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Candidates face off at forum in Arlington

SMOKEY POINT — Even with the absence of three candidates, the Arlington-Smokey Point Chamber of Commerce’s political luncheon struggled to fit speaking time for all of its candidates into its hour-long schedule Oct. 12.

Although they didn’t answer questions, Micah Paulsen delivered a speech for U.S. Sen. Patty Murray, while Larry Stickney did the same for John Koster, who’s running against U.S. Rep. Rick Larsen. Dino Rossi, Murray’s challenger, did not attend or send a spokesperson.

Responding to written questions submitted by the audience, Larsen stated that the Bush tax cuts should continue for the middle class, to “focus on the folks who do the spending.” He expressed support for re-instituting the “pay as you go” spending rule, which expired in 2002, that he credited with creating a budget surplus before. He also pledged to suspend pay raises for members of Congress.

State Supreme Court Justice Richard Sanders defended his record from challenger Charlie Wiggins, who accused Sanders’ opinions of favoring the accused in 94 percent of his cases. Sanders countered that his opinions corresponded to those of a majority of the state Supreme Court 70 percent of the time. However, both agreed that trimming the courts’ budget would broaden inequities suffered by the economically disadvantaged in the justice system.

“There’s simply not any fat left to trim,” Sanders said.

Snohomish County Prosecutor Mark Roe faced some heat of his own from challenger Jim Kenny, who asserted that the county Prosecutor’s Office was a common denominator in a number of sexual harassment investigations that he deemed badly handled. Kenny also accused Roe of accepting campaign donations from someone that his office had prosecuted.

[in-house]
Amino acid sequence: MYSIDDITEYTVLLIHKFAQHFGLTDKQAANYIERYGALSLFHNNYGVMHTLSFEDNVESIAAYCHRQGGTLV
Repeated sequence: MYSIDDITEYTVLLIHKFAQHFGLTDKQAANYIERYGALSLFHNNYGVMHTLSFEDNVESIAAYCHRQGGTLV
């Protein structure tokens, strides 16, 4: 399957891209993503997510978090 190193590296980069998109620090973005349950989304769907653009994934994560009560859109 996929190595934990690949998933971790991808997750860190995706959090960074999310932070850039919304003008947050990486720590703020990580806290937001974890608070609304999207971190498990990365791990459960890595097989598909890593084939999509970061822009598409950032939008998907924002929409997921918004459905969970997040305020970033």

Roe responded by estimating that he’d received $17,000 in campaign contributions so far, and had no idea who his largest contributor was. He then cited his record of “investing in Snohomish County” through his advocacy for crime victims, including those of domestic violence, and his involvement in Cocoon House.

State Rep. Barbara Bailey and her opponent, Tom Riggs, agreed on the need to invest in the state ferry system and in the creation of jobs within the state. State Rep. Dan Kristiansen and his opponent, Eleanor Walters, likewise both acknowledged the need for budget cuts, with Kristiansen warning against raising taxes on those who are already struggling, and Walters describing a 6 percent across-the-board cut as a start in the right direction.

Laura Lewis accused her opponent, state Rep. Norma Smith, of voting against bills that would have helped businesses, but agreed with her that the state has badly managed the ferry system. Smith pledged to invest in small businesses and to work toward a balanced budget without increasing taxes.

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